Thanks for the memories, Sedalia
This is the hardest column Iíve ever had to write because itís the last one Iíll likely ever write. After 35 years at the Democrat and 21 years as a weekly columnist, I have decided to retire.
I did not come to this decision lightly ó the memories that I have made involving so many of you are something Iíll treasure always. Whether it was for a column or a feature story, your willingness to share a part of your life with me was always humbling and something I never, ever, took for granted. I trust you felt I never violated this informal pact.
When I came to the paper fresh out of the University of Missouri School of Journalism in 1972, I didnít expect to stay this long. I had no family roots here, Iíd never attended a single session of the Missouri State Fair and worst of all, Iíd never heard of ó much less tasted ó a Guberburger.
A man who went out of his way to introduce himself to me shortly after I came here said Sedalia is a special town that will really grow on you if you let it. That man was the late Bill Hopkins, a former FBI agent who left the bureau to become a district insurance executive here. He lost no time in getting involved in civic affairs beginning in the 1950s and by the time we met, he was also serving as the first president of the State Fair Community College trustees.
To make a long story short (sometimes a good old-fashioned clichť still comes in handy), I ended up having two home towns: Stanberry and Sedalia.
Unlike many excellent reporters with big-city backgrounds who have come and gone during my years here, I grew up just outside a northwest Missouri town of about 1,300 people. To me, Sedalia, with a population of around 20,000, was the ďbig time.Ē I was hired as a city and county government reporter, but in the time-honored tradition of smaller newspapers, I also was a general assignment reporter. As such, I was afforded a special perspective from which to view the city as a whole by covering a wide assortment of meetings and writing about an equally diverse range of people.
It didnít take me long to discover that the small-town feeling I grew up loving was here as well, just on a bit larger, but still manageable, scale. Whatís more, it was enriched by amenities such as Kehdeís Barbecue, the Dickie-Doo Bar-B-Que, the Old Missouri Homestead restaurant, Liberty Park and Looieís clothing store on Main Street.
But mostly it was the people, all of you, past and present. There are too many to name, but you know who you are. Your stories, your insights, your reflections made me feel I had one of the best jobs in journalism. I thank you all.
Iíve also appreciated your indulgence when Iíve reflected on special days in my familyís life ó births, graduations, marriages, anniversaries and Dadís death. I even got to write about the awe I felt when listening to a recording of my unborn grandchildís fetal heartbeat captured inside a Christmas ornament. With you in mind, I always tried to look at these happenings with an eye to the larger scheme of things.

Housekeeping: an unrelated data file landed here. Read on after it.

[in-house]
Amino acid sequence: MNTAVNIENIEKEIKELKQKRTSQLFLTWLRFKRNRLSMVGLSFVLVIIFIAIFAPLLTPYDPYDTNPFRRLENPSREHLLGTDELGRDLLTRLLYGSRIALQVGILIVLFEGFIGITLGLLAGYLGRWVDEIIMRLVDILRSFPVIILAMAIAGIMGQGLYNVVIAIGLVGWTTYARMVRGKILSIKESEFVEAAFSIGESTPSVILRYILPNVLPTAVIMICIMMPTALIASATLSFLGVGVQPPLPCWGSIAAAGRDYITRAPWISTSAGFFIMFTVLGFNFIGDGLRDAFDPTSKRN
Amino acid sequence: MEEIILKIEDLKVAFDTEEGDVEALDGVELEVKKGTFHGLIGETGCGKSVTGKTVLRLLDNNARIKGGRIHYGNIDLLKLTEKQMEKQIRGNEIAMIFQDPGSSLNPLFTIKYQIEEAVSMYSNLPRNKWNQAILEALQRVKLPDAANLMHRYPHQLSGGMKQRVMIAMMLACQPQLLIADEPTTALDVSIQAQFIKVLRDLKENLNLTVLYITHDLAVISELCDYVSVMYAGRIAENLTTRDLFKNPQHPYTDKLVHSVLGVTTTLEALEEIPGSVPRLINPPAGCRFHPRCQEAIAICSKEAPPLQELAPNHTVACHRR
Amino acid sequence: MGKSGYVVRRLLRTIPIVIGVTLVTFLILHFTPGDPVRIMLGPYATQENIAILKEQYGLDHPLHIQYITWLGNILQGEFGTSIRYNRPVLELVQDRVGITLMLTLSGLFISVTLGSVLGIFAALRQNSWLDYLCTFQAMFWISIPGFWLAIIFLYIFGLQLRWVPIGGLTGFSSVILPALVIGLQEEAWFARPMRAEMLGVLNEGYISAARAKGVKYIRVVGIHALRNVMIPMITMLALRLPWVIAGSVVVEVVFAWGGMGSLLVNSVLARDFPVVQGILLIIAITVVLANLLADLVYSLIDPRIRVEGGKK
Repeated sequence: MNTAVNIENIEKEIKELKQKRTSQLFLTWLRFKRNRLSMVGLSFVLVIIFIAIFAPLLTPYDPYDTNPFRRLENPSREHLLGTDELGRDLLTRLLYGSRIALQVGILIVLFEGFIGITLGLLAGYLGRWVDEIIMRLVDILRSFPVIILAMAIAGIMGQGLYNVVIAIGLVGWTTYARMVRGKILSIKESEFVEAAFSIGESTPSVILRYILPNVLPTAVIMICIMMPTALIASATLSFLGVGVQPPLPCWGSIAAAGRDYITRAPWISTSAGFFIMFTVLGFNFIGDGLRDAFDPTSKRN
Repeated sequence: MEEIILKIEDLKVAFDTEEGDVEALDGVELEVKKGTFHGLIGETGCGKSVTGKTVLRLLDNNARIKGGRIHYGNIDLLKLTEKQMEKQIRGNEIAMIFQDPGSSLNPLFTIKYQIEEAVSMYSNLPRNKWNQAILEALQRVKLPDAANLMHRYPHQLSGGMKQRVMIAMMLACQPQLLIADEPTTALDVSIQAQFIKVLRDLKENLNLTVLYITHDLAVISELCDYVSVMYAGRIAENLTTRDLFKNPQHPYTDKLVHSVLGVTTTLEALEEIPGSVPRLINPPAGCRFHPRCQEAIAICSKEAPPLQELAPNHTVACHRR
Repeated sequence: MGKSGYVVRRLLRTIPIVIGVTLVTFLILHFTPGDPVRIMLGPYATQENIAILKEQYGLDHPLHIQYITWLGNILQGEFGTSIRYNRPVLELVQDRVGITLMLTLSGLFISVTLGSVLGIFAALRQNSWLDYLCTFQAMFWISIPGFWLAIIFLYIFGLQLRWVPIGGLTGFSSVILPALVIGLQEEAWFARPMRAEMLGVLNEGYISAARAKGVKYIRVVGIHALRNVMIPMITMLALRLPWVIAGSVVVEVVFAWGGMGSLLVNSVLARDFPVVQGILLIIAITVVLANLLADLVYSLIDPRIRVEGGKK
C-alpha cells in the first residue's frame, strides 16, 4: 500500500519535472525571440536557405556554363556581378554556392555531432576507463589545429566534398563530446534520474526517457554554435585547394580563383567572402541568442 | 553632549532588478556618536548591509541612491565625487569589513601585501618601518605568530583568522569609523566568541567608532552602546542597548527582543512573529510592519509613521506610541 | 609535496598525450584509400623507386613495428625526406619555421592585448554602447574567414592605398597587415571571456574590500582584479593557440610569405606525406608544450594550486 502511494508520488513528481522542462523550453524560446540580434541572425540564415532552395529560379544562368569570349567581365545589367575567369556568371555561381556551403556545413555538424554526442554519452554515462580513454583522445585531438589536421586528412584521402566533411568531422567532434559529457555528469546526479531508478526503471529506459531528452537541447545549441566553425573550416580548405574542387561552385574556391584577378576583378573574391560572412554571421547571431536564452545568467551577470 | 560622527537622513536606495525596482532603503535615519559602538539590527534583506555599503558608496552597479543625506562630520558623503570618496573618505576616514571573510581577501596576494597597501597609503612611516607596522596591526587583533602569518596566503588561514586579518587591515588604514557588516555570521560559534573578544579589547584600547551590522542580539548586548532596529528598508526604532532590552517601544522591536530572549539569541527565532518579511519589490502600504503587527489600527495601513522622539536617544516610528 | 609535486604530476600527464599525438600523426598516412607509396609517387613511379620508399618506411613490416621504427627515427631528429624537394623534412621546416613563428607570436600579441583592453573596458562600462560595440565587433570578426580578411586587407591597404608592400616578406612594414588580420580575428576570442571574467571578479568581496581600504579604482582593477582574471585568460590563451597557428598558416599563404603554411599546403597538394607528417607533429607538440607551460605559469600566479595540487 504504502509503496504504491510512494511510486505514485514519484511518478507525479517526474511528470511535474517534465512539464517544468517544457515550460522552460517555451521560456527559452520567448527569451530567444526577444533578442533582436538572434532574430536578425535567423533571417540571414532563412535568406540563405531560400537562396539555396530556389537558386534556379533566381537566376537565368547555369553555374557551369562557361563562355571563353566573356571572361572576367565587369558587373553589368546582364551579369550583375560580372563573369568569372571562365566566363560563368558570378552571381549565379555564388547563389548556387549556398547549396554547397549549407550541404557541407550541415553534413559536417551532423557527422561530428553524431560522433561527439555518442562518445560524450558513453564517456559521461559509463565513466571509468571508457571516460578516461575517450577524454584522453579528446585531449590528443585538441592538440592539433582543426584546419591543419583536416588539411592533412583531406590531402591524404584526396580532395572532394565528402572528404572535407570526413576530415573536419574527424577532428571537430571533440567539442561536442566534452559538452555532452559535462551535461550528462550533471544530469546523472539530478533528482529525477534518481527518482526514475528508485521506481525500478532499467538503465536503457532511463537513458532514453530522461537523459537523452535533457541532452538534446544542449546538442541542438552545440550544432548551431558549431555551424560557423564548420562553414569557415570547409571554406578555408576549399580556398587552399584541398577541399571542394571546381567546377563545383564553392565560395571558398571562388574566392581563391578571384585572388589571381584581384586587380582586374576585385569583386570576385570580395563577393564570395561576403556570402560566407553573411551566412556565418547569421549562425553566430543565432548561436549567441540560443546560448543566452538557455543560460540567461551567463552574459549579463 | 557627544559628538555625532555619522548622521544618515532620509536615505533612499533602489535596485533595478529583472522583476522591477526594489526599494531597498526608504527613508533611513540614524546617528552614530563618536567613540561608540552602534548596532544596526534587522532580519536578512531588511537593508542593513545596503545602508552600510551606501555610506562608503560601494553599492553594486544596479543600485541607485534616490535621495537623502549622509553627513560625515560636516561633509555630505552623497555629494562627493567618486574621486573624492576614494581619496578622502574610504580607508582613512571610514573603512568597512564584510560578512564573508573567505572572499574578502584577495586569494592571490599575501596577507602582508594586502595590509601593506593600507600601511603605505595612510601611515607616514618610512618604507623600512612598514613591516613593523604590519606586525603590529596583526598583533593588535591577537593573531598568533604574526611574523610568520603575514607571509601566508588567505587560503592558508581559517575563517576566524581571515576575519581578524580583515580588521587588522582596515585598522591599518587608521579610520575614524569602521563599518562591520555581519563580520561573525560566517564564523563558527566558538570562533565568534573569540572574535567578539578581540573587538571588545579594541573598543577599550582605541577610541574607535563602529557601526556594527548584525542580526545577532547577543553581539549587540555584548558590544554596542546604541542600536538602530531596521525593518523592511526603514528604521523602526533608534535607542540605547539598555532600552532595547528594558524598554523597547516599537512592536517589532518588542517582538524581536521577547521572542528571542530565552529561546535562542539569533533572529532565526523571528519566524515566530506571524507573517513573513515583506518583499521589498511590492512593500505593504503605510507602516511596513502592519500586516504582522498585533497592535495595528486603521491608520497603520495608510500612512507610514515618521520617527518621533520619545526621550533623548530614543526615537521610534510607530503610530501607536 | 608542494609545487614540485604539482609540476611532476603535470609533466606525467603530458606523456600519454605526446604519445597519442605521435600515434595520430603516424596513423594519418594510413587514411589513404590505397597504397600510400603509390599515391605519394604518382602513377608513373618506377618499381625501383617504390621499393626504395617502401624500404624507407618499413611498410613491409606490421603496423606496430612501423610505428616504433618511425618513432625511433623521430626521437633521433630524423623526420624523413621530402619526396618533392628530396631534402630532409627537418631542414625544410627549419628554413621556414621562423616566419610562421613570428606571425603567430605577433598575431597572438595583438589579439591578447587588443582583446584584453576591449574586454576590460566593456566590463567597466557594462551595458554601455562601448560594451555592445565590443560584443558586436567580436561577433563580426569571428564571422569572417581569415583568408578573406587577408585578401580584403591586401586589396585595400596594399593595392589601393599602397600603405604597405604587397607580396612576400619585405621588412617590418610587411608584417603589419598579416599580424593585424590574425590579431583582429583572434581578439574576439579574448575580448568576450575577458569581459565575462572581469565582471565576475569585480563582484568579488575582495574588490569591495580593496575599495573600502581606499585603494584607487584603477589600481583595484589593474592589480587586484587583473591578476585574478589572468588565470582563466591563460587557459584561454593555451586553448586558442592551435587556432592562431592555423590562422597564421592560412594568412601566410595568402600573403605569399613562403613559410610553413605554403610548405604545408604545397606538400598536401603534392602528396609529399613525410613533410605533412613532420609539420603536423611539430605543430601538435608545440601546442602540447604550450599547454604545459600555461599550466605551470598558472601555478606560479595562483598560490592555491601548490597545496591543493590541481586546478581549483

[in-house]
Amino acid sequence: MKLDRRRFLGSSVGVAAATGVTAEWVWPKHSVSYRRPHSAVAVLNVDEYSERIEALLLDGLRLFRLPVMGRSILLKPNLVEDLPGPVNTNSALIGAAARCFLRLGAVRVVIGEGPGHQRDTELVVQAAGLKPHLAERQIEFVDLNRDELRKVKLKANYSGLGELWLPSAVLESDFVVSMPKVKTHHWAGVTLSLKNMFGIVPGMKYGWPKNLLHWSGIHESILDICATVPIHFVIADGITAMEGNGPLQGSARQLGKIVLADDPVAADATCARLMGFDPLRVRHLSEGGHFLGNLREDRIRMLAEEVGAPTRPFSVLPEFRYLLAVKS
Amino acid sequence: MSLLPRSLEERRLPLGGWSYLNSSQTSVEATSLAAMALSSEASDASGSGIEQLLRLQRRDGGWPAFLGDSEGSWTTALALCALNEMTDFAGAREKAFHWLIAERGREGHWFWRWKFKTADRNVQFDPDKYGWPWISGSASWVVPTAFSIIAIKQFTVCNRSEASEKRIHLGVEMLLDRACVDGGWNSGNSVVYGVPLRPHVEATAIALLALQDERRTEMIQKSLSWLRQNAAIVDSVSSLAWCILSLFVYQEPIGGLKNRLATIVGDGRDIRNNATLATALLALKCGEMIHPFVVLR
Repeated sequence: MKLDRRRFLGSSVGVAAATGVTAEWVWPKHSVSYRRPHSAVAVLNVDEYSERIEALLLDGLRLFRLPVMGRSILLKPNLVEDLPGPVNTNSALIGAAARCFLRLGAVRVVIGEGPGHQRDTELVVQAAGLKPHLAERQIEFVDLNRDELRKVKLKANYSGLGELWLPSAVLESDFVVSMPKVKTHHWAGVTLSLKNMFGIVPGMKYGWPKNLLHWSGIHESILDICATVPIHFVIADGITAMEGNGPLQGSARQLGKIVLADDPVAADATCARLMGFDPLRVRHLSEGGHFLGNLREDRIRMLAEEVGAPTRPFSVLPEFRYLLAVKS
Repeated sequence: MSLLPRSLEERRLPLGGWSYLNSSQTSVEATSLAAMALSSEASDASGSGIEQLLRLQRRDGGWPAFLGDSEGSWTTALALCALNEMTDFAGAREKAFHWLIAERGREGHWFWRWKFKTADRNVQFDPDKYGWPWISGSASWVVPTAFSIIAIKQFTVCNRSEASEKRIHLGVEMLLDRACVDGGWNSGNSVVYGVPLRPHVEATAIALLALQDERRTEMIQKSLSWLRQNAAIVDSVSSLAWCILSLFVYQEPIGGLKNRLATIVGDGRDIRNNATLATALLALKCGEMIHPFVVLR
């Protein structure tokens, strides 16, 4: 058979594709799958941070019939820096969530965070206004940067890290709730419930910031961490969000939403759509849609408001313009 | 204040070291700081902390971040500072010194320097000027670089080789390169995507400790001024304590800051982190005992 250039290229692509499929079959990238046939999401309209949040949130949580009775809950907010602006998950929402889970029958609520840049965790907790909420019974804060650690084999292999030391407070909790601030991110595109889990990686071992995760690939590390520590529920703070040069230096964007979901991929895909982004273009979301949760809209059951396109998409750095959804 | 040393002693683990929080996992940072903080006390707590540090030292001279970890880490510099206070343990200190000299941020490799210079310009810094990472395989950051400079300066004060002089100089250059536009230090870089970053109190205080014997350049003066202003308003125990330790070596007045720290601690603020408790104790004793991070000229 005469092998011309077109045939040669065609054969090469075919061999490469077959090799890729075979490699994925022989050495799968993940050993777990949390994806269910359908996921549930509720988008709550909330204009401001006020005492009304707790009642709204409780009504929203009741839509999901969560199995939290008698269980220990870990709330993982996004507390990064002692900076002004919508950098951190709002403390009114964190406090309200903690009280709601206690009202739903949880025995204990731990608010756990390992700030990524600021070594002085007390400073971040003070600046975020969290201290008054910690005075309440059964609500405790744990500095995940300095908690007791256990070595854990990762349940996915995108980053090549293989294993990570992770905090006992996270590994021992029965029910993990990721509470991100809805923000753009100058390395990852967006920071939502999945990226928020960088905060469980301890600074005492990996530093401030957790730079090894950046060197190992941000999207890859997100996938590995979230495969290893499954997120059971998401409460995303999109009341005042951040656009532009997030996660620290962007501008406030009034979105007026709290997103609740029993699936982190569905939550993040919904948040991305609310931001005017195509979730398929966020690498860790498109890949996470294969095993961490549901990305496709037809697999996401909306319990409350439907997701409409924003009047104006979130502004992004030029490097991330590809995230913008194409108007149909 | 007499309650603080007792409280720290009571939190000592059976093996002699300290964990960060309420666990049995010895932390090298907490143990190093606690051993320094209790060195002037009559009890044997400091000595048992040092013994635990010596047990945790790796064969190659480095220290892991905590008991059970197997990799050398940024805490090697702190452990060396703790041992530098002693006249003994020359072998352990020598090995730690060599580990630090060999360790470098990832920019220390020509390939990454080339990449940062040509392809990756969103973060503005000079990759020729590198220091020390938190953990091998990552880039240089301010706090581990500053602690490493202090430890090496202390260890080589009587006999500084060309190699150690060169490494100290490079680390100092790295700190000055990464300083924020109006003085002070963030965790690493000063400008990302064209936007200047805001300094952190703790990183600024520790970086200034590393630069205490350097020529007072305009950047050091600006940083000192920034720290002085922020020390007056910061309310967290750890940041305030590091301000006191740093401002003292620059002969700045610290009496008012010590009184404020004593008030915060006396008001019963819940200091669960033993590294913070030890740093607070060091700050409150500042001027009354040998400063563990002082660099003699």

When I underwent my first brain tumor surgery in 1990 and had follow-up radiation, I wrote that Iíd had the best of both worlds: Mayo Clinic technology and Sedalia-style caring. The large number of cards, letters and prayers I received underscored this. When the tumor resurfaced in 2002, I had as much of it removed as the surgeon believed possible. I again received many cards, letters and prayers. Iím convinced these helped me recover faster than expected.
When it showed up for a third time in the fall of 2005, the doctors did not want to risk another surgery. They instead prescribed an aggressive year-long regimen of chemotherapy, which I underwent while continuing to work. Last fall, an MRI revealed the tumor was gone. But the neurologist told Pat and me that the brain remembers the trauma of being operated on twice, having radiation and being subjected to chemo, even though all four procedures were successful.
There is an accumulating residual effect, that in my case, came to a head on St. Patrickís Day weekend. In my March 18 column, I jokingly described a non-stop hiccuping siege. But I soon learned there was nothing humorous about its tell-tale implications for my health. For one thing, my typing skills have drastically eroded. (Itís taken me three days to type this final effort.) My hearing and sense of balance have also continued to deteriorate.
Finally, I want to say I wouldnít have stayed these many years had I not worked for a classy, professionally run newspaper that has served this community so well for so long.
When people Iíve written about contacted me afterward, I always asked them to do me a favor: Think of someone they know who might ďmake a good columnĒ for me and report back. Chances are, thatís how I got their name in the first place. I told them I couldnít promise anything, but always appreciated their help.
Iím now asking all of you to do the same, only now contact editor Oliver Wiest or city editor Kaye Fair.
Bill Hopkins was right. It has been a great 35 years. Thank you for sharing them with me. Iíll see you around.
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